In a relatively short period of time, the UK payday loan industry has experienced explosive growth. The industry was worth approximately £2 to £2.2 billion in 2011/12, up from an estimated £900 million in 2008/09.1 In most financial service sectors, this rapid growth would benefit consumers by increasing lines of credit and providing liquidity to the marketplace, however, this has not been the case with the payday loan industry.
The industry has faced increased scrutiny from the public, particularly since the OFT Compliance Review, which has unearthed evidence of widespread irresponsible lending and non-compliance with the Consumer Credit Act. Evidence suggests that the instances of irresponsible lending and non-compliance are not limited to a few rogue firms, rather, industry competition has compelled firms to engage in these behaviors in order to remain highly profitable, with many firms competing on speed of approval instead of on price.
The increased scrutiny on the industry has resulted in the government stepping in and taking action. The Office of Fair Trading (OFT) initially launched an enquiry into the practices of the industry in late 2012, which concluded with numerous credit licence suspensions and warnings, as well as the industry being referred to the Competition Commission for an investigation into its “deep-rooted” problems.2 The OFT cited numerous reasons for the referral, but placed an emphasis on the market’s tendency to “prevent, restrict or distort competition,” and asserted that the underlying issues were not remediable under the existing legal and regulatory framework.3
On 3 October 2018, the FCA outlined its preliminary regulatory agenda for when they take over regulation of the consumer credit industry on 1 April 2018, in a consultation paper, entitled, ‘Detailed proposals for the FCA regime for consumer credit.’ The paper outlined their prospective requirements on payday lenders, which include: mandatory affordability checks on borrowers, limiting the number of loan ‘roll overs’ to two, limiting the number of times a continuous payment authority (CPA) can be used to two, and stricter restrictions on payday loan adverts. The FCA plans to publish its final rules and guidance in February or March 2018, upon consideration of the feedback received from their consultation paper.4
In the interim, there are numerous organizations that help consumers manage their debt problems and escape predatory lending practices. These organizations are staffed with industry experts, and many offer their services free of charge. These organizations have been and will continue to be a necessary stopgap until the regulatory environment of the payday market catches up with the other well-functioning UK credit markets.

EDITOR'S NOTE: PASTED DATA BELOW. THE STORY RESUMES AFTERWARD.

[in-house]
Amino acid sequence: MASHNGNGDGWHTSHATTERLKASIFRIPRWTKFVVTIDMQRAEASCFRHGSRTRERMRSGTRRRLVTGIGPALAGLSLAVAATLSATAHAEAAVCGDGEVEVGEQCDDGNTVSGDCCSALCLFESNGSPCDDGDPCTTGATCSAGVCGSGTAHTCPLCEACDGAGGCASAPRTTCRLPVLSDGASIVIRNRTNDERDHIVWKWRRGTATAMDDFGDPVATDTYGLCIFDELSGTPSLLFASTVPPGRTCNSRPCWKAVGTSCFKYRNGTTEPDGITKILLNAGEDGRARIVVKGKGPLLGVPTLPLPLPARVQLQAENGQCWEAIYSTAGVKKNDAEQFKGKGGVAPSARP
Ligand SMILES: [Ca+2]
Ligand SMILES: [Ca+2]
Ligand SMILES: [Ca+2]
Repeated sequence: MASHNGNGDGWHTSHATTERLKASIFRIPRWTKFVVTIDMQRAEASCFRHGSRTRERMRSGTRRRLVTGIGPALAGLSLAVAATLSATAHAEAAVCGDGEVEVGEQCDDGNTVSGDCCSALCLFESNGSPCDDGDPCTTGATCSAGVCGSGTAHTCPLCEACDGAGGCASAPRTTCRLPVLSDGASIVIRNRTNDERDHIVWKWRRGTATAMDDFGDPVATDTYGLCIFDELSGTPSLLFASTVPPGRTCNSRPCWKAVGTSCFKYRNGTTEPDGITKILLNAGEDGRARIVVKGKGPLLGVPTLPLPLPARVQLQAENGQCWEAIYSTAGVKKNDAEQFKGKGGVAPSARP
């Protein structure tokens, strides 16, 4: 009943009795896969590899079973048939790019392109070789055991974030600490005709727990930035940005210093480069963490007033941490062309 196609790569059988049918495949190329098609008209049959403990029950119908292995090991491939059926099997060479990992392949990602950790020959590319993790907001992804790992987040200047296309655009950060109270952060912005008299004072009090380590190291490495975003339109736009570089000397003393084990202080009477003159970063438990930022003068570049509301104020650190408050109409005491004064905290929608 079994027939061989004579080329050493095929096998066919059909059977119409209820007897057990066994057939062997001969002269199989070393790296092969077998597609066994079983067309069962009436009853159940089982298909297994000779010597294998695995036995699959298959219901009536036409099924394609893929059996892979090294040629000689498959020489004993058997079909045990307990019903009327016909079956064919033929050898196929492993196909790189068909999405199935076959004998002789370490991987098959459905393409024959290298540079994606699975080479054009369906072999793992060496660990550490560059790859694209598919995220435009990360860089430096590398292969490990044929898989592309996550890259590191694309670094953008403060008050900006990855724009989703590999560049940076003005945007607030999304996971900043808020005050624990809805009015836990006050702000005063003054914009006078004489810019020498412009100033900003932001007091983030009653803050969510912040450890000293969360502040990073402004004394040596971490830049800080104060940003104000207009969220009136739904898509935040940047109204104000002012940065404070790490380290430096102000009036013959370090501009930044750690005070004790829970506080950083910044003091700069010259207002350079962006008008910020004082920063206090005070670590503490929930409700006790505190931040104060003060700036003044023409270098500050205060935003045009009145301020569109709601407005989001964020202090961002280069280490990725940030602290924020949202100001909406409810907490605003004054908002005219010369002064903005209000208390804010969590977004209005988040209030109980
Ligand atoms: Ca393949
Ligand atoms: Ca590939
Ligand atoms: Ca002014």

The goals of this white paper are to make clear the current risks the payday loan market poses to borrowers, and to trace the evolution of the payday loan market, with a focus on its regulation and enforcement.
In many financial service sectors, there are a sparse number of firms who engage in unscrupulous business practices. Periodically, these firms are uncovered, investigated, and regulated or closed down. However, these isolated incidents are not generally representative of the practices of the business sector as a whole.
In the case of the payday loan industry, the desperate nature of borrowers, coupled with firms not competing on the basis of price, but on speed and ease of approval, has resulted in market competition reinforcing irresponsible lending practices. Many lenders operate on a business model where they derive greater profits from engaging in irresponsible lending and debt collection practices.
As the payday industry has proliferated, it has become evident that many firms have increased the aggressiveness of their lending and debt collection practices. Between 2008 and 2011, complaints to the OFT regarding payday loans increased by 2529%.5 StepChange, a debt management charity, has also seen the number of their clients, with payday loans, surge. Between January and June 2018, StepChange helped 30,762 people with payday loan debts, compared to 36,413 for the entirety of 2012.6
The OFT’s, ‘Irresponsible Lending – OFT guidance for creditors,’ suggests that lenders conduct affordability assessments prior to lending to determine if the applicant can afford to repay the loan in a sustainable manner, without experiencing financial difficulties.7 According to a tracking service run by Citizens Advice, which examined approximately 2,000 payday loans across 113 lenders, 87% of the lenders did not ask the borrower to provide sufficient documentation to show that they could afford the loan, while 58% did not make it clear that the loan should not be used as a long-term borrowing solution.8 In addition to performing inadequate affordability assessments, lenders further exacerbate borrowers’ financial difficulties by making rollovers and refinancing a key ‘profit driver’ in their business model.